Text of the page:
Second Faculty Forum Addresses ABOR, Transformation, Budget

Second Faculty Forum Addresses ABOR, Transformation, Budget

By Alexis BlueUniversity Communications
Printer-friendly version PDF version
Wanda Howell
Wanda Howell

The University of Arizona needs to do a better job of defining what a research university is in light of events at last week's Arizona Board of Regents meeting, Faculty Chair Wanda Howell said yesterday during an open forum with Faculty Senate officers.

The board voted Thursday to reject President Robert N. Shelton's proposed tuition increase of 9.5 percent for in-state undergraduate students, instead electing to cap the UA's tuition and fees increase at 3.7 percent, or $206, while approving the plans put forth by Arizona State University and Northern Arizona University.

Regent Ann Mariucci, who voted for the ASU and NAU increases, changed her vote when it came to the UA's plan, saying the University needed a "wake-up call" and needed to make changes in the way it operates.

However, the regents reversed their vote and approved Shelton's proposal the following day after student Regent David Martinez, a UA student who initially voted against Shelton's plan, reintroduced the issue for discussion and, ultimately, a second vote.

Shelton had said following the initial vote that his plan's failure could lead to the loss of dozens of faculty and hundreds of classes at the UA.

While Shelton's plan eventually passed – increasing base tuition for in-state undergraduates by $500 to $5,774 next year – Howell said the first vote suggested to her that some regents might not understand the UA's significance as a research university and the importance of shared governance.

"It was clear that we have not done a very good job – our administration, we as faculty – at defining what a research university is," said Howell, who attended the regents meeting in Tempe. "We haven't carved out our worth and our purpose in the state of Arizona."

The UA is the only state university with shared governance, which calls for faculty participation in University planning and decision making, rather than allowing upper administration to make major governing decisions unilaterally.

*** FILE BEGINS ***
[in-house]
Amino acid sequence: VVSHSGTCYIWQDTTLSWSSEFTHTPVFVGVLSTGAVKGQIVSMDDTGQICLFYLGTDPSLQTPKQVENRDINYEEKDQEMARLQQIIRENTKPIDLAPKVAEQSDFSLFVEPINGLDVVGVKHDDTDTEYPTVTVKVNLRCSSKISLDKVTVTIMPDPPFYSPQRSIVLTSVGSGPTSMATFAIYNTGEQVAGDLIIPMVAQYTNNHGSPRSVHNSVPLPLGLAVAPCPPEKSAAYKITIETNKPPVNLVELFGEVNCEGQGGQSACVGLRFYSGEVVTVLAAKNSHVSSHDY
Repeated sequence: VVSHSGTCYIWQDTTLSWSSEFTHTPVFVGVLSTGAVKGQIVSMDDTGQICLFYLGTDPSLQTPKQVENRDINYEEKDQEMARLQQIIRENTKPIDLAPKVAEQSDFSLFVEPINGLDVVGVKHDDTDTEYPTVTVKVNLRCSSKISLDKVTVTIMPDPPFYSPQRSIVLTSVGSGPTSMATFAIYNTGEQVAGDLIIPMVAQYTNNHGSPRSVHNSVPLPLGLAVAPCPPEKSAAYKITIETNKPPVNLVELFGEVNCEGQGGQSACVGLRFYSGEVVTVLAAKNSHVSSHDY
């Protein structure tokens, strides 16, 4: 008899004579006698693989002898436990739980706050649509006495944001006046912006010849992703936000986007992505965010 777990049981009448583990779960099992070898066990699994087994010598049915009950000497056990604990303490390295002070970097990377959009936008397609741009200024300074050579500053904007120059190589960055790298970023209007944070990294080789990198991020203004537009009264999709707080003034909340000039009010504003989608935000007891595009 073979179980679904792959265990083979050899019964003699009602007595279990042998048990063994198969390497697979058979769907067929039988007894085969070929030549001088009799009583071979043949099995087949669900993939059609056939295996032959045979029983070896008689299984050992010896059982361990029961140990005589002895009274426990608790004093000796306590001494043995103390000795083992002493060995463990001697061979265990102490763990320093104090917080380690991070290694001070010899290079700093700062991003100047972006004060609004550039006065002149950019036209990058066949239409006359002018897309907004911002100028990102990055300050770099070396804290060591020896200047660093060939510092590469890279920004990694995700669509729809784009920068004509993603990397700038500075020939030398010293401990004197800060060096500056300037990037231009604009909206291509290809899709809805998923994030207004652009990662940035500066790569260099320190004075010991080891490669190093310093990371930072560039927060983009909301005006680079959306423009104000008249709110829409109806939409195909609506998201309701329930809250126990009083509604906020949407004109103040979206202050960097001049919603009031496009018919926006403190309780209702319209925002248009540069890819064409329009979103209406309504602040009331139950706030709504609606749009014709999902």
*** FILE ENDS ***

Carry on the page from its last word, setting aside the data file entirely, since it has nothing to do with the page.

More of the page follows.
Howell emphasized the importance of shared governance, saying faculty members largely define the UA's research mission.

"If such a core function of your enterprise is defined by a group of people that group of people has to have say in how that organization is governed," Howell said.

She said she worries that some regents don't understand that and asked that faculty members to think about how to begin educating regents on the importance of shared governance.

Mariucci is scheduled to visit campus tomorrow to learn more about how the UA operates, from classroom structures to budget details, Howell said.

As the discussion at yesterday's forum turned to transformation, some in attendance suggested that since academic and nonacademic units on campus have submitted their "white paper" proposals for reorganization, there seems to be a "lull" in the process.

Howell warned that ongoing planning for cost-saving measures – from eliminating programs to adjusting teaching loads to revising job descriptions – is necessary for all departments, with an anticipated $20 million midyear budget cut from the state looming.

"Phase two is going to be the hardest thing for all of us. These first phases of grand restructuring are difficult enough. Phase two is program elimination," she said.

Howell encouraged creativity when thinking about impending budget cuts, urging deans to take the lead.

Yesterday's forum was the second in a series of meetings intended to allow faculty members to discuss the transformation and relay questions and concerns to the president and provost via faculty officers.

Only about 25 people attended the 4 p.m. meeting at the Main Library. Howell said she would consider 100 attendees a good turnout.

The forum was also available through a live, streaming Webcast.

About 50 people attended the first forum, which was held Nov. 3 at the Student Union Memorial Center.

Faculty Senate officers will hold more open meetings next semester, Howell said. Dates are yet to be determined, but more information will be available on the Faculty Senate Web site.

You can hear Shelton speak about tuition and the Transformation Plan in this video.

UA@Work is produced by University Communications

Marshall Building, Suite 100. 845 N. Park Ave., Tucson, AZ 85719 (or) 
P.O. Box 210158B, Tucson, AZ 85721

T 520.621.1877  F 520.626.4121

Feedback University Privacy Statement 

2024 © The Arizona Board of Regents on behalf of the University of Arizona